The Trials of Muhammad Ali: A fomental institution
Bill Siegel's The Trials of Muhammad Ali is a riveting hour and a half, and that isn't surprising given its subject, one of the most charismatic humans ever.
(You can count the other men capable of maintaining an aura of power while wearing a fez on one hand, and you won't need your thumb, either.) But the film's real gift is reminding us — without referring to it explicitly until the very end — how much a part of our daily lives Ali was for many years.
Trials begins with David Susskind coating a bygone lens in a figurative spittle of dog-whistle loathing, sneering that Ali is "a simplistic fool and a pawn" (translation: "a too-black black man who's not being black the way I like it, by which I mean obediently and at a distance"). We transition to footage of Ali receiving the Medal of Freedom from George W. Bush — paler, frailer, safe to honor because he's no longer quite so dangerous — and then back to the sixties, to Ali's move away from his slave name, to the draft limbo that's the central story. It's a smart way to point up the contrast between how many of us think of Ali now, a gentled icon who's receded somewhat behind his myth over the last ten or fifteen years, and even the Ali I remember from childhood, a decade after the draft fight happened. He was…around. He came every day, like the mail. Trials brings the viewer (back) to that time so skillfully, mixing footage and headlines and Vietnamese anti-American propaganda cards (I would watch an entire docu just on political art of that time, by the way — that one placard with the lynching painted on the African-American GI's helmet is a novel). His daughter Hana has a line about not wanting him to go out of town, and complaining, "You're not my daddy, you're Muhammad Ali," and it's how I related to him as a child myself, strangely — I didn't know what he did, but I knew who he was. And so much of what Ali did was being who he was.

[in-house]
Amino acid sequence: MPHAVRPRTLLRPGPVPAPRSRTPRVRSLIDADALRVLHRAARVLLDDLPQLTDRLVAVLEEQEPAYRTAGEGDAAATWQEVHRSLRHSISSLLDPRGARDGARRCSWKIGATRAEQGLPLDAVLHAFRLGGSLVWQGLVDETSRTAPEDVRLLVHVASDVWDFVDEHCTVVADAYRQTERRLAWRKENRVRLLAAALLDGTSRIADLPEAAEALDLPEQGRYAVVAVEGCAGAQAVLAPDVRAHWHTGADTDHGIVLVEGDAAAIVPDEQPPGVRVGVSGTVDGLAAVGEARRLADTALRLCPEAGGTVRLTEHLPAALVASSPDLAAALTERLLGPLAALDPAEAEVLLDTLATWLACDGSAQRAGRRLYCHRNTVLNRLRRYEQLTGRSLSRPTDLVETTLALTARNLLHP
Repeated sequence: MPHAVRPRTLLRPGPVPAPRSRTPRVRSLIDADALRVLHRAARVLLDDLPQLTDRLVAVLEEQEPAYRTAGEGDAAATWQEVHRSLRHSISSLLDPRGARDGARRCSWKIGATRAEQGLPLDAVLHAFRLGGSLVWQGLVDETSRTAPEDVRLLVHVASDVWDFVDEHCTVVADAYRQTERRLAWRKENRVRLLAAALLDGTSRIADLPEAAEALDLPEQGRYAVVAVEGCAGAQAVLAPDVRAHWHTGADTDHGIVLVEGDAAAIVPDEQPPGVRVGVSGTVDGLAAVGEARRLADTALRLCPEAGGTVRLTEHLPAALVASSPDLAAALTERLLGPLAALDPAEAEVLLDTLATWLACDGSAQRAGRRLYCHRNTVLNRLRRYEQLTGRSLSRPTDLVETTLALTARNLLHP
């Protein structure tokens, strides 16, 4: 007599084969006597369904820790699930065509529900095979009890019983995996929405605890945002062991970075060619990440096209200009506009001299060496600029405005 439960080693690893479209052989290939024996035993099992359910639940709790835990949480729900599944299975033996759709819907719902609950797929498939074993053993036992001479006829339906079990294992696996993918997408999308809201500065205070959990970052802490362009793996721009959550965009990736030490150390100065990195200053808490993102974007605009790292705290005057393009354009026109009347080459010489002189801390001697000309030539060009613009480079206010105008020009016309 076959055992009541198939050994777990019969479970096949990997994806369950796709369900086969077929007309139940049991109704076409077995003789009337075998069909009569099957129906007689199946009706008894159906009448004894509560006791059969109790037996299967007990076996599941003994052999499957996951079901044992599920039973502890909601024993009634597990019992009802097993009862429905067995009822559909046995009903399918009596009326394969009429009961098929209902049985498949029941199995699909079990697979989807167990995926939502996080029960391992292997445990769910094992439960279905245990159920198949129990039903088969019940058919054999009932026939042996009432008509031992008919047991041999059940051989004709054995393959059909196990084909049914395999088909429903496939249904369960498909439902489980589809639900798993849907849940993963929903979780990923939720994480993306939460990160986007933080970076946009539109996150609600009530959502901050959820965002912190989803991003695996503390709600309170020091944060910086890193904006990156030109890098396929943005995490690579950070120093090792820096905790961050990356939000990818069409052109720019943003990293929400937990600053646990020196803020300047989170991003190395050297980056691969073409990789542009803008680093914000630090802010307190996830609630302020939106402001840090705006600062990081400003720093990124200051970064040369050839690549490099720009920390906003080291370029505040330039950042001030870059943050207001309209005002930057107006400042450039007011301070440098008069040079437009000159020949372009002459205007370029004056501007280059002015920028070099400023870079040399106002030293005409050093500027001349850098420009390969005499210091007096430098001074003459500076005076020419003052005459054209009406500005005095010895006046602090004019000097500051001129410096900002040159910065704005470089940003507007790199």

I'd have liked to spend less time with Ali's brother Rahaman, who tends to drag the story a little bit into the territory of the hagiographies we already have, and more on the legalities of the draft-board case; it's explained well, but seems like something of an afterthought given the time devoted to schisms among the Black Muslim leadership. (And talking about charisma — I forget what an amazing, compelling voice Malcolm X had. Not the power of his words, though obviously that; I mean his literal physical voice, that confident and weirdly relaxing baritone. Trials is very much about figurative voices and selves, and at the same time I kept noticing audible timbres. Realizing that Minister Farrakhan, in both register and rhythm of his stories, reminded me of Buck O'Neil was pretty bizarre and sort of delightful…and then a snippet of Jackie Robinson and his mismatched Muppety honk. Of all the people in the world to sound like a freshman-bio teacher with chalk on his ass.) I get the sense that the movie Siegel set out to make ended up consigned to the last ten minutes, to a degree — to the Life-mag-style photo composite at the end and the valedictory "so many ways of looking at him that have nothing to do with him" quotation. And that's a good thing; the ending kind of backs off the plate a little bit, after an assured telling of a fraught few years, and closes with Hi-8 footage of Ali walking by himself.
The rest of the film is so good, though, such a visual page-turner. It lets you "remember" things that happened when you were but an egg; it makes you want to learn more about those things. An effortless sit, excellent but modest editing, and not really about the boxing if that's something you find dull.
Tags: Bill Siegel Buck O'Neil David Susskind George W. Bush Hana Ali Jackie Robinson Louis Farrakhan Malcolm X Muhammad Ali Rahaman Ali